#40 Biochemistry Nucleotide Metabolism II Lecture for Kevin Ahern's BB 451/551

Uploaded by oharow on 13.02.2012

Kevin Ahern: Welcome back.
Enjoy that three-day weekend?
No, there wasn't one, that's why.
Pop quiz.
I'm just testing to see if you were paying attention or not.
I could go for a three-day weekend right now.
Student: Agreed.
Kevin Ahern: Agreed, Yes.
Should we just call off class today?
Class: Yes.
Kevin Ahern: And do twice as fast on Wednesday?
Student: Give us all A's.
Kevin Ahern: All A's yeah.
Sure, if we're going to dream we might as well dream big, right?
All F's too, right?
I mean that goes both ways.
Alright, so we're in very good shape with nucleotide metabolism
and I hope one of the things that I communicated to you
in talking about it on Friday was the importance of balance.
As I said when I started the lecture about nucleotide metabolism
I mentioned the importance of maintaining that balance.
If the nucleotides get out of whack-we make too much A
or make too much G or too much C or too little U or whatever,
then we're much more likely to have mutation inside of cells.
So its very important that cells maintain this balance
and we are going to see even more balance today.
So you saw balance last time between purines and pyrimidines.
You saw balance within pyrimidines
and you saw balance within purines.
Today you're going to see balance
of deoxyribonucleotides as well,
and they're interesting schemes by which cells do these things.
Well I'm going to start today by talking about dNTP synthesis.
You'll notice on the outline that I've got "Salvage" up here,
and I will save that until I talk about some things at the end.
So salvage actually does become significant
for some components of human disease as we shall see.
But before we do that, I do want
to talk about deoxyribonucleotide synthesis or dNTP synthesis.
It turns out that dNTP synthesis is derived,
not surprisingly, from ribonucleotide synthesis.
And there's an interesting hook with it.
The interesting hook is that the deoxyribonucleotides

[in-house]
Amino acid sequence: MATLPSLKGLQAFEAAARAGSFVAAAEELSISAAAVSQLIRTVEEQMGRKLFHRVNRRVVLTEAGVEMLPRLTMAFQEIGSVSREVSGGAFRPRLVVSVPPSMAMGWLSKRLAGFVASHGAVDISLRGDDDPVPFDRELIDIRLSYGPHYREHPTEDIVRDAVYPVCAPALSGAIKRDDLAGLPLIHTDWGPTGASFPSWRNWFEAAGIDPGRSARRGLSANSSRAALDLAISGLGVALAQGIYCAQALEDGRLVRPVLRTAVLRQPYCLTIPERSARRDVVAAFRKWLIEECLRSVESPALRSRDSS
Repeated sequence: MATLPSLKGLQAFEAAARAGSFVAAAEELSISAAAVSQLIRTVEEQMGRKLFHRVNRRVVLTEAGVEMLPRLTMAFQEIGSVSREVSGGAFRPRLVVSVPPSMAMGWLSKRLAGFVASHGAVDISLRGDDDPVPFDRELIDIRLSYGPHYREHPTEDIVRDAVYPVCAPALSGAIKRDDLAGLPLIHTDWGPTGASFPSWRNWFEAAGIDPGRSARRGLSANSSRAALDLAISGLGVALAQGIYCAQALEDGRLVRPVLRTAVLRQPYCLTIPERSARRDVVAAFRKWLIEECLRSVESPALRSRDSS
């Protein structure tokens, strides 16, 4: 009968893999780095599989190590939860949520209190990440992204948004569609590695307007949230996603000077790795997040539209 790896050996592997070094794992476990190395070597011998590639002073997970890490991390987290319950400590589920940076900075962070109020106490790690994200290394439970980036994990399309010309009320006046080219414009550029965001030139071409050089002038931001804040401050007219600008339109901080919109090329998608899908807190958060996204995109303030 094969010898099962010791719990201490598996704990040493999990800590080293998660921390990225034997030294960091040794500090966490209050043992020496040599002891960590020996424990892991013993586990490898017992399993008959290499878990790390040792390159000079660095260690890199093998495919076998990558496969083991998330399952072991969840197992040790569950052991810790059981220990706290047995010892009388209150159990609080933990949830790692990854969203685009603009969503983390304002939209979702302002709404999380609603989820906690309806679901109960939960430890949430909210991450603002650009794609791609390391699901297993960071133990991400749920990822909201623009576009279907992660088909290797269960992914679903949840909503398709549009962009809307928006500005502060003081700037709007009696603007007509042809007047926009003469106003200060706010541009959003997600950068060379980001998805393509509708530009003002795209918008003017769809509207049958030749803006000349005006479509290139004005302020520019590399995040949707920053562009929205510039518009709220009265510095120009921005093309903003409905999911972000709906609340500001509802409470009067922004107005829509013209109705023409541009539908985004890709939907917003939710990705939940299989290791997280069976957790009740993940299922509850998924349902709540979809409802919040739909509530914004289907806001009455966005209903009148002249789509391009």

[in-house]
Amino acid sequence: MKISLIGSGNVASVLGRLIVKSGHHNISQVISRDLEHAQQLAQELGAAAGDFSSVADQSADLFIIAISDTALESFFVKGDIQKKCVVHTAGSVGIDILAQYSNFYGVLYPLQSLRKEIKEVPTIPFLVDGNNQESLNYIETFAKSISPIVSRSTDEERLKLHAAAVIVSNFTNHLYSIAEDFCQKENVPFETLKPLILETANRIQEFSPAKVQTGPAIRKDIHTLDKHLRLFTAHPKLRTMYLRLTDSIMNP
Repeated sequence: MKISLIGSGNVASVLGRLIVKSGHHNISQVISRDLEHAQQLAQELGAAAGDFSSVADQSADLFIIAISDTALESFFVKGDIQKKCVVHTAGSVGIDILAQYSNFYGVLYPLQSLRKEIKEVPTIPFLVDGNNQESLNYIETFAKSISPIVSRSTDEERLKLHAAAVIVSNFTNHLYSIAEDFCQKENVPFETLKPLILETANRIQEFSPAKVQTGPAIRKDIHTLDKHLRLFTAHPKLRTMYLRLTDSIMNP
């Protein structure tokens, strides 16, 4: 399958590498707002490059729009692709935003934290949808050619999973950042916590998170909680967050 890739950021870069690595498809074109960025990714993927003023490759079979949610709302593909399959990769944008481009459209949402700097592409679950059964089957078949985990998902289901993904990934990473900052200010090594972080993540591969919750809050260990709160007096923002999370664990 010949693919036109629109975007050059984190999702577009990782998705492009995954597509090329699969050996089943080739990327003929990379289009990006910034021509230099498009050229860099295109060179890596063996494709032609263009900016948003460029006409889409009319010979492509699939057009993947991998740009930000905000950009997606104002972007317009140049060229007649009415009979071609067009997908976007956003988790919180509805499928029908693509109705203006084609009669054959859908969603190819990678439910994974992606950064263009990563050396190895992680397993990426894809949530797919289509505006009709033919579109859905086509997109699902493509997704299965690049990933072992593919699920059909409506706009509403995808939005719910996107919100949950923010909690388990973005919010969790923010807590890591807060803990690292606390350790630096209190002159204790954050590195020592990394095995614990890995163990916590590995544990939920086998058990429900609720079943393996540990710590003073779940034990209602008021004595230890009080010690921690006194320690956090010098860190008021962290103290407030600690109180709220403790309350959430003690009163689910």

that you see down here,
and by the way you can put a "d" on there.
A lot of people don't.
I happen to like putting a "d" on there.
The reason they don't put a "d" on there was originally
it was felt that thymidine nucleotides don't appear in RNA
so there's no reason to put a "d"
because it's automatically "d."
But in fact some RNAs have ribothymidine
so I think we really should ignore that old thing
and put it as a dTTP.
I'll take either, but in any event...
Well as we look at the scheme,
what we see is that the starting materials
for making the deoxyribonucleotides
are nucleoside diphosphates.
And those individual nucleoside diphosphates
are converted into deoxynucleoside diphosphates.
By the way, a nucleoside diphosphate,
people say, "Why don't you say nucleotide diphosphate?"
Well it would be redundant.
A nucleotide has a phosphate in it
so a nucleoside phosphate equals a nucleotide.
A nucleoside has no phosphate,
put a phosphate on a nucleoside and you've got a nucleotide.
So nucleoside diphosphate is a starting material for this
and all of the nucleoside diphosphates are acted on
by the same enzyme.
The enzyme in this case is ribonucleotide reductase.
Now I'm going to have a few things
to say about that enzyme in just a bit.
But suffice it to say one enzyme handles all of them.
And this enzyme has a very interesting regulatory scheme
involving allosterism.
Two types of allosterism as we shall see,
and I'm going to give you a simplification for one of them.
The other one's pretty straightforward as it is.
Because of this enzyme we can make
deoxyribonucleoside diphosphates.
Notice we're making diphosphates from diphosphates.
We're not creating phosphates out of thin air.
These deoxyribonucleoside diphosphates
can be converted into deoxyribonucleoside triphosphates
by our favorite enzyme
which acted on all the phosphates which was?
I can't hear you.
Anybody remember from last lecture?
Student: NDPK.
Kevin Ahern: NDPK, thank you.
NDPK works on all of the diphosphates as I mentioned last time.